Disabled Athletes Win Gold

An Sok Eng returned from Malaysia last week with a gold medal and a photograph of himself standing arm-in-arm with one of his fellow Southeast Asian Paralympics competitors.

The photograph shows the two men smiling after the 800-meter run, an event in which An Sok Eng won the silver medal and Cambodian Chhim Phan won the gold. It also shows An Sok Eng’s prosthetic leg, as well as the sleek-looking prosthetic of his Thai friend, which was made with the newest technology.

“Among the 10 countries, I felt it would be most difficult to beat the Thais because of their high- technology prosthetics,” An Sok Eng said.

Chhim Phan arrived in Kuala Lumpur for the week of games with similar feelings of inferiority. “I didn’t expect to win because I didn’t have as good a prosthetic as the other competitors,” he said.

But despite the lowered expectations and the high degree of respect for their opponents—who came from more developed countries like Singapore and Ma­laysia—Cambodians came away from the Games with two gold medals, two silver medals and two bronze medals.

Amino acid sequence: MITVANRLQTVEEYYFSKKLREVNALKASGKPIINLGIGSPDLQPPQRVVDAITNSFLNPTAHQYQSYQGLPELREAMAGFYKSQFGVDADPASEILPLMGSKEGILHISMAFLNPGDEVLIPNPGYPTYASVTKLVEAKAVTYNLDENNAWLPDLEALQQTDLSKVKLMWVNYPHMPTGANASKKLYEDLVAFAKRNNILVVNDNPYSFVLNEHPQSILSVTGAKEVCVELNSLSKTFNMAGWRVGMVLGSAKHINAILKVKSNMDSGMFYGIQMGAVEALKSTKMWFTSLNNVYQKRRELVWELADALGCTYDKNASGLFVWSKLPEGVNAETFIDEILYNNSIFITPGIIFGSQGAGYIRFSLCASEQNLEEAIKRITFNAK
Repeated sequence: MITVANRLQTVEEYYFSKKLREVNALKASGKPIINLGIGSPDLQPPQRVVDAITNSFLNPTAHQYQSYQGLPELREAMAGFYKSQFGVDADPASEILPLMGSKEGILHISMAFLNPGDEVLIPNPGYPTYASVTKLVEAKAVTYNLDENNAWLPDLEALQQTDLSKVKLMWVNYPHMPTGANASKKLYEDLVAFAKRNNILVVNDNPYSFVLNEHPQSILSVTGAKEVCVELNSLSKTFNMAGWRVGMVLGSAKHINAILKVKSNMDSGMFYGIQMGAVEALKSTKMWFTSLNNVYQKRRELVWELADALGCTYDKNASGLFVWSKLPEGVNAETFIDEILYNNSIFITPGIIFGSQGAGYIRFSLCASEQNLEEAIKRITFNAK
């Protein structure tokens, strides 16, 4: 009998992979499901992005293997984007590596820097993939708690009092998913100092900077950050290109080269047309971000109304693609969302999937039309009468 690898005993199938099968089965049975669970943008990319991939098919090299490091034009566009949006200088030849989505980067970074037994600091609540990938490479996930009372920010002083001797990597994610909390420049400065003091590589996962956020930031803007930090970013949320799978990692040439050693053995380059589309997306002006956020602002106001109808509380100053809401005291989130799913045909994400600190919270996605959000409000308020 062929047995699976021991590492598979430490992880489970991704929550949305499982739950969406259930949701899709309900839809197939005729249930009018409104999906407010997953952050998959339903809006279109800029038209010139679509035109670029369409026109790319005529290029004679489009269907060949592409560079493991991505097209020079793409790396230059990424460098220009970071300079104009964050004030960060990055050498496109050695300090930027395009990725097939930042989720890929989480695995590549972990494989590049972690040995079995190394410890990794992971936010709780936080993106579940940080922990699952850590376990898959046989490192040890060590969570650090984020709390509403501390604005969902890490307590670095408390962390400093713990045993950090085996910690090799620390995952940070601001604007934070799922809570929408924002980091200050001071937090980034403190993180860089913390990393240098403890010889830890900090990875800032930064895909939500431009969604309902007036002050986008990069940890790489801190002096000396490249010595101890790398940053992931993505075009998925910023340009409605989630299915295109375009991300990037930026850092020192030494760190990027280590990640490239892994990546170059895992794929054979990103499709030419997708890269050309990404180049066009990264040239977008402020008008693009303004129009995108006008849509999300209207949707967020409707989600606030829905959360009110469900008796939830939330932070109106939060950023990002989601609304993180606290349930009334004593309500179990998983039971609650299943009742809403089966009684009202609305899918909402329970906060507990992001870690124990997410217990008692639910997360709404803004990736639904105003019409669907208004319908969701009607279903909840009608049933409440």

“I felt afraid because Cambodia is a small country and we were competing against richer countries with more capable competitors,” Sak Oung said. “But my coach and my friends calmed me down and asked me to concentrate. They told me not to think about this or that during the match.”

Sak Oung, who lost his lower right leg in 1986 after stepping on a land mine in Banteay Mean­chey province, placed first in the 400-meter race.

Also bringing home medals were San Mao, who won a silver in the 800-meter race, and Kim Vanna, who placed third in the 100-meter and 200-meter races, according to Yan Sokun of the National Center of Disabled People.

 

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